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  2. Depot Maintenance Statute - Title 10 USC 2460

Depot Maintenance Statute - Title 10 USC 2460

DAU GLOSSARY DEFINITION

Alternate Definition

Title 10 USC 2460 serves as the basis for a series of statutes that regulate various specific aspects of depot-level maintenance.  It defines "depot-level maintenance and repair" to mean (with some exceptions) as material maintenance or repair requiring the overhaul, upgrading, or rebuilding of parts, assemblies, or subassemblies, and the testing and reclamation of equipment as necessary, regardless of the source of funds for the maintenance or repair or the location at which the maintenance or repair is performed. The term includes all aspects of software maintenance classified by the DoD as of July 1, 1995, as depot-level maintenance and repair, and Interim Contractor Support (ICS) or Contractor Logistics Support (CLS), to the extent that such support is for the performance of depot-level maintenance and repair services described in the preceding sentence.

Alternate Definition Source

Title 10 USC 2460Definition of depot-level maintenance and repair

General Information

Title 10 USC 2460 serves as the basis for a series of statutes that regulate various specific aspects of depot-level maintenance. These statutes are contained in the following section of the US Code:

  • Title 10: Armed Forces
    • Subtitle A: General Military Law
      • Part IV: Service Supply and Procurement
        • Chapter 146: Contracting for Performance of Civilian Commercial or Industrial Type Functions

This series of depot-maintenance statutes includes:

  • 10 USC 2460: Definition of depot-level maintenance and repair
  • 10 USC 2464: Core logistics capabilities
  • 10 USC 2466: Limitations on the performance of depot-level maintenance
  • 10 USC 2469: Contracts to perform workloads previously performed by depot-Level activities of the Department of Defense: requirement of competition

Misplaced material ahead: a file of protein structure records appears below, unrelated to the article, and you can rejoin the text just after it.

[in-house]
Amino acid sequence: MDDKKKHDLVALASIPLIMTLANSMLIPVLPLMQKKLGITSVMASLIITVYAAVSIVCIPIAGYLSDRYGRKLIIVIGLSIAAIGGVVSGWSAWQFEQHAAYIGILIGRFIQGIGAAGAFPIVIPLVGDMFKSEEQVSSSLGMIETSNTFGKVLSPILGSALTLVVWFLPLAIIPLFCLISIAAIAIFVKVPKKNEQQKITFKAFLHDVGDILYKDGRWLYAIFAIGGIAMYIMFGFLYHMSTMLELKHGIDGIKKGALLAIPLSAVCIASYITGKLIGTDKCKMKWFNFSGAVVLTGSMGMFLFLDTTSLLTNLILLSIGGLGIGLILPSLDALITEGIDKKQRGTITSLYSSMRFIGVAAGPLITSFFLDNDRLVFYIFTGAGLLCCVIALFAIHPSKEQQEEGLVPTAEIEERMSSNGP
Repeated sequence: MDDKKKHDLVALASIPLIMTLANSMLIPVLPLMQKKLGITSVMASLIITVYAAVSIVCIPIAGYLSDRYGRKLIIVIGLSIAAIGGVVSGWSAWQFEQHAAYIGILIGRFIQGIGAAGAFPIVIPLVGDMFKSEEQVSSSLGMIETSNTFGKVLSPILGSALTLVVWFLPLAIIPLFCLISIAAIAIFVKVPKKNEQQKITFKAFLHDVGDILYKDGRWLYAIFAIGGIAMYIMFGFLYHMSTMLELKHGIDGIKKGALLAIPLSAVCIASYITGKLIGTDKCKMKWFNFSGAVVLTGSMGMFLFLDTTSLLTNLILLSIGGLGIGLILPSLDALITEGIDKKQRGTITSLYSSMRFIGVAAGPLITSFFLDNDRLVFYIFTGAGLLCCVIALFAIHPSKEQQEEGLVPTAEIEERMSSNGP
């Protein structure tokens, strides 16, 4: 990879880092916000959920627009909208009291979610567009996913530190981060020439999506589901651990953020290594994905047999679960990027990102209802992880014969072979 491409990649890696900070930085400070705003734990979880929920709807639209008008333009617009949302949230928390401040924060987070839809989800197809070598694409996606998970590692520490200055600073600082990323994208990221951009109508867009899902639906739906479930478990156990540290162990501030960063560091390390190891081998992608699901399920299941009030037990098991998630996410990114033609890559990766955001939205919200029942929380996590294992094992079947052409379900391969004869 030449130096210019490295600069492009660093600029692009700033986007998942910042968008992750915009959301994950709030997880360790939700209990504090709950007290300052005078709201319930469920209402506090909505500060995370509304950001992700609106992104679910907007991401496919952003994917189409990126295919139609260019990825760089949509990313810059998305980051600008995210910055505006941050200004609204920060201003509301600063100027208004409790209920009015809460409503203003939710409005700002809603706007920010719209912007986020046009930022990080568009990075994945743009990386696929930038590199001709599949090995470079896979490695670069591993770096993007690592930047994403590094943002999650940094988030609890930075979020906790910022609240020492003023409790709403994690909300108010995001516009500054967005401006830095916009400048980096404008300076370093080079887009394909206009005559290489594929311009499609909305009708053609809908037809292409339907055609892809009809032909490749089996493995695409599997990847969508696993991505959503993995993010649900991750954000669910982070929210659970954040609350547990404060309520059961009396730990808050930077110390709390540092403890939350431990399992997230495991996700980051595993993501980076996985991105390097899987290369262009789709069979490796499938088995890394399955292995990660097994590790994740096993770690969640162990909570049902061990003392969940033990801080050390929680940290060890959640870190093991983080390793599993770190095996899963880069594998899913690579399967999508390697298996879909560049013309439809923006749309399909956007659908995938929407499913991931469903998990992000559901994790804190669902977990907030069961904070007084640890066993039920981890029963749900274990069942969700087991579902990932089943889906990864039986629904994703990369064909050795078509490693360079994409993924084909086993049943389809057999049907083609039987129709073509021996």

• 10 USC 2470: Depot-level activities of the Department of Defense: authority to compete for maintenance and repair workload of other Federal agencies
  • 10 USC 2472: Prohibition on management of depot-level employees by end strength
  • 10 USC 2474: Centers of Industrial and Technical Excellence: designation; public-private partnerships
  • 10 USC 2476: Minimum capital investment for certain depots

Links to all are provided in the Statutes and Codes section on the bottom of this article. 

Key aspects of the statute include the following:

  • Depot-level maintenance and repair consists of material maintenance or repair requiring the overhaul, upgrading, or rebuilding of parts, assemblies, or subassemblies, and the testing and reclamation of equipment as necessary.
  • Depot maintenance is not appropriation- or source-of-funds-specific. Depot maintenance can be and is funded by various appropriations, such as Procurement, Operations and Maintenance (O&M) and Research, Development, Test & Engineering (RDT&E). Under certain circumstances, depot maintenance may be funded by cash payments from non-governmental organizations.
  • Depot maintenance is not site-specific. Depot maintenance is a capability, not a place. Thus, the performance of depot maintenance is not restricted to facilities commonly acknowledged to be depot-level maintenance activities, but rather can be performed at any location, including field locations, by personnel with the requisite skills, technical data, facilities and equipment needed to perform assigned depot-level tasks.
  • Depot maintenance includes software maintenance (as classified as depot maintenance by DoD on July 1, 1995). This is important because some agencies have traditionally not considered software updates to qualify as depot-level maintenance. For example, while the Air Force has traditionally managed and performed software maintenance at its maintenance depots (i.e., Air Logistics Complexes), software maintenance for Navy and Army has traditionally been performed at activities not considered to be depot maintenance activities. Nonetheless, the statute makes it clear that software maintenance is to be considered as depot-level maintenance.
  • ICS (depot maintenance performed by a contractor in the intervening period between production of the first item and establishment of organic depot maintenance capability) and CLS (depot maintenance performed by the contractor on a long-term basis) are to be considered as depot maintenance.
  • Depot maintenance includes the installation of parts for safety modifications, but not the procurement of those parts.
  • The statutory language specifically excludes the procurement of parts for major modifications or upgrades designed to improve system performance. It is silent on the applicability of installation of major modifications/upgrades. Senate Armed Services Committee (SASC) language accompanying the FY 12 NDAA (Report 112-173, p 81), however, seems to indicate that both the procurement and installation of major modifications/upgrades are excluded from the definition.
  • Depot maintenance does not include nuclear refueling or defueling of an aircraft carrier and any concurrent complex overhaul.